For all intents and purposes, Restorations should not be a band. What began in 2008 as a low-key project among friends soon evolved into a full-fledged touring and recording beast.
By the time the Philadelphia quintet—which, today, includes guitarist Dave Klyman, vocalist and guitarist Jon Loudon, guitarist and keyboardist Ben Pierce, bassist Dan Zimmerman, and drummer Jeff Meyers—released LP3 in 2014, they were burned out from touring and ready for a break. In the ensuing four years, Loudon was married, Pierce opened a diner, Klyman went to school, and Meyers rejoined the band.
“This band, everything hits us way too late,” Loudon says. “We started and were like, ‘We’re not gonna do a whole lot with this.’ And then, we were on our second tour and like, ‘Oh, wow, I guess we’re touring. Oh, wow, I guess we’re making a new record. This is great.’ Then, you’re in Europe, and you’re like, ‘Oh, wow, I’m really tired.’ You don’t realize until after you’ve committed to all these things what’s gonna happen.”
During their “break,” they kept Restorations on the back burner, doing a few one-off shows, releasing a random song here and there. They weren’t ready to hit the road with the same intensity they once did, but they weren’t ready to call it quits either. “It didn’t totally feel like time off. It still felt like work on our end,” Loudon says. “We were still playing shows and still writing. We were still very much looking at the next project all the time.”
Looking back on the past decade, he’s surprised they’ve made it this far. “I definitely thought this was going to blow up a bunch of times, but it just refuses to,” he says. “That’s really the fun part about it for me. You just find yourself in the van sometimes. All the guys in my band, they’re my family at this point. So much of this is intertwined with everything else.”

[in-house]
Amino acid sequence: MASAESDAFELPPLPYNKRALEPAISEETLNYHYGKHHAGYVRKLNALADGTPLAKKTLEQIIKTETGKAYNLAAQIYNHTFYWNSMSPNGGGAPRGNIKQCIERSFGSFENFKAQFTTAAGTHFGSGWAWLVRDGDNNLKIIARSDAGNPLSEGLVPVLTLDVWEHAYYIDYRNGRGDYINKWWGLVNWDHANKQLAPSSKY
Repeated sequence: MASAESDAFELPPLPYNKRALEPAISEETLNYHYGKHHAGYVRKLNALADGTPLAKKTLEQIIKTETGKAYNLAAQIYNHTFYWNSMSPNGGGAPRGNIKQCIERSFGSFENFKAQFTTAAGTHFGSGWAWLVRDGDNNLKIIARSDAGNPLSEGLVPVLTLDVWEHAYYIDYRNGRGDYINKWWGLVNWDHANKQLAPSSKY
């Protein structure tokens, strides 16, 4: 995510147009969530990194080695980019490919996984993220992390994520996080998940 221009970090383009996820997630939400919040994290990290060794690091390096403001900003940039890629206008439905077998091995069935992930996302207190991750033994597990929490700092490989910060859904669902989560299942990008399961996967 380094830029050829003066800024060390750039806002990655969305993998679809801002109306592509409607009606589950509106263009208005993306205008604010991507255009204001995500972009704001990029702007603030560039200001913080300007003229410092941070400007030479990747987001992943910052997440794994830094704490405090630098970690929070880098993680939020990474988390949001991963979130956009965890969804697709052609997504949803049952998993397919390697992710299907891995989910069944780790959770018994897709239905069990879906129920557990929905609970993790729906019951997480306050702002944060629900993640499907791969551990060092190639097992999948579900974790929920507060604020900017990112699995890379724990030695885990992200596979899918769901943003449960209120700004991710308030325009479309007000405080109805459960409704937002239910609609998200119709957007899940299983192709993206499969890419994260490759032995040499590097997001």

That link between real life and band life is the connective tissue that holds LP5000—their fourth full-length album, out Sept. 28 via Tiny Engines—together. A lot has happened in the last four years, not just for Restorations but for their hometown of Philadelphia and the country as a whole. Songs about Philly’s changing landscape, “The Red Door” and “Remains,” sit comfortably next to a song about the country’s precarious political landscape, “Melt.”
As Loudon aptly points out, being in a band in your mid-30s is much different than being in a band in your mid-20s. Those punk ideals that once grounded you are difficult to maintain when you’ve got bills and marriage and a 9-to-5 job to think about. “I love your protest lines / Oh, but who has the time?” Loudon sings on “Nonbeliever.” As the years pass, complacency creeps in. It’s a mindset Loudon is keenly aware of.
“What team am I on? What am I doing to make things better? And then also, not starving to death in the meantime,” he says, laughing. “How do you have a decent job that’s going to go somewhere and also lets you tour and speak your mind and be yourself? It’s a delicate balance for sure.”
It’s a balance Restorations feel much more equipped to handle now than they did 10 years ago. For Loudon, LP5000 is a reset. The band who shouldn’t have lasted this long aren’t going anywhere. “It feels like a new thing again, which is exciting and engaging and makes you feel like it has a little bit more legs than I thought it did,” he says. “This is what I wanted to begin with. It just took us 10 years to get there.”